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Posted on Thu, Nov 15, 2012 : 5 a.m.

Bridge column, November 15: The cards lie badly, but you can succeed

By Philip Adler

Abraham Lincoln said, "Nearly all men can stand adversity, but if you want to test a man's character, give him power."

A bridge declarer typically has high-card power, but sometimes must overcome adversity -- a bad distribution of the key opposing cards. In this example, taken from a matchpointed duplicate, how should South plan the play in five hearts after West leads the spade five and East puts up his queen?

After East had opened with a weak two-bid, South's jump overcall showed a good hand with an expectation of making game opposite six or seven points and a modicum of fit. (You do not pre-empt against a pre-empt.) When West sacrificed in four spades, North was sure that his side could defeat four spades doubled (they would have gotten 300), but guessing that that would not be enough to compensate for a vulnerable game bonus, he raised to five hearts.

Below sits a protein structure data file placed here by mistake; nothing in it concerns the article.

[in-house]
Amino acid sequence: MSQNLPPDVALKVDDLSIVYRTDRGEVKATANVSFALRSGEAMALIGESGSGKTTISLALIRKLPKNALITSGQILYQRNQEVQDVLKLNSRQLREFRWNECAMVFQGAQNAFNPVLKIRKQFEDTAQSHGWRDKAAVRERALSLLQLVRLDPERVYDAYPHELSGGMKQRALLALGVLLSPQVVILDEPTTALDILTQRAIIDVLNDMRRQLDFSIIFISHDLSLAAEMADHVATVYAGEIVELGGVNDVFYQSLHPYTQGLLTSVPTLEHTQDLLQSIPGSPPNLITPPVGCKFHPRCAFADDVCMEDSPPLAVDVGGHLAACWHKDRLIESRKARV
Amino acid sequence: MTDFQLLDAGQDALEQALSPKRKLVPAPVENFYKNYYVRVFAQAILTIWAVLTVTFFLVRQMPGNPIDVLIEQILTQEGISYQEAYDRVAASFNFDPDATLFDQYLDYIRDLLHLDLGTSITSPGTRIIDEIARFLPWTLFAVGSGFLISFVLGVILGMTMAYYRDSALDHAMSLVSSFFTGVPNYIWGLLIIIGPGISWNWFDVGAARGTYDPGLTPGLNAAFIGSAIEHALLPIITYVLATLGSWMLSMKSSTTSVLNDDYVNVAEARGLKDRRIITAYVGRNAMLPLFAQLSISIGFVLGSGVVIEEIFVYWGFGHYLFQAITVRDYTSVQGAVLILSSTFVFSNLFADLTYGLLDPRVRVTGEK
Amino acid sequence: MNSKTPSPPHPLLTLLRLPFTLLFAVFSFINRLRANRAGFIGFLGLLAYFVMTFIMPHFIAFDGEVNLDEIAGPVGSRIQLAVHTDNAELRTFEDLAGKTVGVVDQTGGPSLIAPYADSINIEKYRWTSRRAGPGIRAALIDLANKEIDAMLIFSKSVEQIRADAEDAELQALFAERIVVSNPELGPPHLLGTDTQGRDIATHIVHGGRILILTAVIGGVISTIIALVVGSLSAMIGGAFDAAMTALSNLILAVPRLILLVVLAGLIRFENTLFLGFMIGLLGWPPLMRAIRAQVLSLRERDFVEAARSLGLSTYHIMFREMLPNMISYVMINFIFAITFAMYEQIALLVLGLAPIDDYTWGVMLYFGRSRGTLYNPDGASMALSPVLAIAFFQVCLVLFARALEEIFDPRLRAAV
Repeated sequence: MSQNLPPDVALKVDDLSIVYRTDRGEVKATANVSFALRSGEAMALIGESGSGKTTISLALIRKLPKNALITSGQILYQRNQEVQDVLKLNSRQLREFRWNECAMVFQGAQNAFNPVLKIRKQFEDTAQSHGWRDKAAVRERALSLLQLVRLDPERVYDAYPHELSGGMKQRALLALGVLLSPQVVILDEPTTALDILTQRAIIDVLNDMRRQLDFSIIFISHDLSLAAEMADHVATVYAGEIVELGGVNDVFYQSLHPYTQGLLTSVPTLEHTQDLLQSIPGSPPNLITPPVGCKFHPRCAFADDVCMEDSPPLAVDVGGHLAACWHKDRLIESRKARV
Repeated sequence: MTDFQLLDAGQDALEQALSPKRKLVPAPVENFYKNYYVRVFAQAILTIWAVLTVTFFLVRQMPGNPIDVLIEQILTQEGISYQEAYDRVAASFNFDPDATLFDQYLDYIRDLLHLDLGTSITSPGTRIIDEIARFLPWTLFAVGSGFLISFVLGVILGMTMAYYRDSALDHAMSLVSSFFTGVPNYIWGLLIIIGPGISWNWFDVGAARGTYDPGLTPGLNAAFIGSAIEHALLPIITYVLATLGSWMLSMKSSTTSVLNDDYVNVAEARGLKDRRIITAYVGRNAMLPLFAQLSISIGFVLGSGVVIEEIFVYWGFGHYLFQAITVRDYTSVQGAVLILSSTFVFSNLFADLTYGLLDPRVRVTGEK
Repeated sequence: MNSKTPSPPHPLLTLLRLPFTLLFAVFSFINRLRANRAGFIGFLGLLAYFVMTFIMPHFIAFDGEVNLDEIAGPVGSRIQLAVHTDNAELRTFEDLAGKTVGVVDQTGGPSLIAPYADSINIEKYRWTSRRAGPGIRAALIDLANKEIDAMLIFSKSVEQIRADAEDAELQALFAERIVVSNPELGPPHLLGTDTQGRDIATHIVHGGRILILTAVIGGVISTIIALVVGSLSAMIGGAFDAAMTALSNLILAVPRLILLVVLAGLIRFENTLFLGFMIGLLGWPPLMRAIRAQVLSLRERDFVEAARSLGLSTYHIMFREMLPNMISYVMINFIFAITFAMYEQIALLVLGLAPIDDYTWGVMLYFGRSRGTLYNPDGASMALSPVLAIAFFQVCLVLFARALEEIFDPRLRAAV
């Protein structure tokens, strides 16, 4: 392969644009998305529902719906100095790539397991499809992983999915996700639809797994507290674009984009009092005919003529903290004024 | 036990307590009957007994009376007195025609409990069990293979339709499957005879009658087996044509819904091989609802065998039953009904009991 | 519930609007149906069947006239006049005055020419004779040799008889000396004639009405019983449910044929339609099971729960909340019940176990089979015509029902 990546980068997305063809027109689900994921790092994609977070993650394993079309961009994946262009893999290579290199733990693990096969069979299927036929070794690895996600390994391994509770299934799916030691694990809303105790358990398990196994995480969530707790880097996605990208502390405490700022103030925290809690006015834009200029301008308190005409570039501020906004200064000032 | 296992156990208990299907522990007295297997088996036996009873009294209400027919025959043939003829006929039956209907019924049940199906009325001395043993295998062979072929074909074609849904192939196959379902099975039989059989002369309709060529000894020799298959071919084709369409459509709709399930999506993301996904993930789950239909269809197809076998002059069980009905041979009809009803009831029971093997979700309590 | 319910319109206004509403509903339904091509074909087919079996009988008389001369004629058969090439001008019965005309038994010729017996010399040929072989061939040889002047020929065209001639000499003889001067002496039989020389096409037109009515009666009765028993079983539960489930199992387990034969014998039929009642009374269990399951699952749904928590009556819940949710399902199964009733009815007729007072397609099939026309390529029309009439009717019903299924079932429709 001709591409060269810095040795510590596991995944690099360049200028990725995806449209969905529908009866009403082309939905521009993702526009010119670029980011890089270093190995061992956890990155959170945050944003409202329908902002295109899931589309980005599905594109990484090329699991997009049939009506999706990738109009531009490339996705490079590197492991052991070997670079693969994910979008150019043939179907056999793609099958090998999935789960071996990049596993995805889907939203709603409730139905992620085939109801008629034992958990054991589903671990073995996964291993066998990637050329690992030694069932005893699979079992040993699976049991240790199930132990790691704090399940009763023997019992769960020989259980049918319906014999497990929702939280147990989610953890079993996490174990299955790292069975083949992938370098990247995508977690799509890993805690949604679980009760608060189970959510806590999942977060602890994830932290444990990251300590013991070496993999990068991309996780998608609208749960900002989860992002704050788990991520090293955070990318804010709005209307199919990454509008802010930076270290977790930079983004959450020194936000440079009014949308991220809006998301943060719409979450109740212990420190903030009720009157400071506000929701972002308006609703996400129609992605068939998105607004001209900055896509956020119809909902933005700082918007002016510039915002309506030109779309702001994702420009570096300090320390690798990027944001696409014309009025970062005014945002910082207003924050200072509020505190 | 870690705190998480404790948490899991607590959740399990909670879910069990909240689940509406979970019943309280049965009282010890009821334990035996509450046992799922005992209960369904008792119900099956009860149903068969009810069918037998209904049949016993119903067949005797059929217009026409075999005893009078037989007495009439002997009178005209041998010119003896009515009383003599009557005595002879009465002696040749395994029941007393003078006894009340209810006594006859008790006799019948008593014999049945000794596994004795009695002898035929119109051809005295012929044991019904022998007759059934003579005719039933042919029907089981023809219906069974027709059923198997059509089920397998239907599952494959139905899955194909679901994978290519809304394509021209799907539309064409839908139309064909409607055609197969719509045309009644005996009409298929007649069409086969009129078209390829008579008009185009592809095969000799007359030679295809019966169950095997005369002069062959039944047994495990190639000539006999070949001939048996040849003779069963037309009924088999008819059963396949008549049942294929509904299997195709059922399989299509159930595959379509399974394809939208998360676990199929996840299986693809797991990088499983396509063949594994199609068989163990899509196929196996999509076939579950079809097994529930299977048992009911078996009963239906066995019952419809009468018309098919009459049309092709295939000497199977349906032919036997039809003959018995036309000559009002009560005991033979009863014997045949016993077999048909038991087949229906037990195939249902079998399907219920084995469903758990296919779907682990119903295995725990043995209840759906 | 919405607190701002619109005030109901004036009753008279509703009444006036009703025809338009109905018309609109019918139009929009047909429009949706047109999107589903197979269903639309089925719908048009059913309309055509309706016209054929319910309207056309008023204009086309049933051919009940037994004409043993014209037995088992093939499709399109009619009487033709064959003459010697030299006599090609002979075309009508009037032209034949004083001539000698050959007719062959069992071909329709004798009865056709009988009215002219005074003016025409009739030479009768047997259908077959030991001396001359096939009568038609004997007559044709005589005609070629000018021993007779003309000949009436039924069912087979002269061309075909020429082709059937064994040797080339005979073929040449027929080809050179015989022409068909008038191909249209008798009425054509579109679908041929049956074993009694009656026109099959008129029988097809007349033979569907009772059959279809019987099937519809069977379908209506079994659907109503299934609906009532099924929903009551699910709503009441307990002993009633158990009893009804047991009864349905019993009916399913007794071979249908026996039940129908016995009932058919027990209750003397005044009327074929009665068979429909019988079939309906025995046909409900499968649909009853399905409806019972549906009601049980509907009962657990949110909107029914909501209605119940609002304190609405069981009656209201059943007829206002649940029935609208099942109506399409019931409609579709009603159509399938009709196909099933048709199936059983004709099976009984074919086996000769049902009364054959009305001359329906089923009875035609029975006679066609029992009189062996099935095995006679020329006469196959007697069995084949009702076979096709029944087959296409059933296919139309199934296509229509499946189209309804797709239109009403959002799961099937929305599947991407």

At first glance, South needs East to have at least one club honor. But whenever you have this holding (or A-Q-10 or A-Q-9), think elimination and endplay.

South takes the first trick with his spade ace, plays a diamond to dummy's ace, ruffs a diamond high, and returns to dummy with a trump. If hearts break 3-0, declarer takes two club finesses. Here, though, he ruffs another diamond high, crosses to dummy with a heart (drawing West's remaining trump), and ruffs the last diamond.

Then declarer leads his last spade. East will probably take the trick and shift to the club six, but South finesses. West wins but is endplayed. He must either return a club into declarer's tenace or lead his last spade, which South ruffs in the dummy and sluffs a club from his hand.

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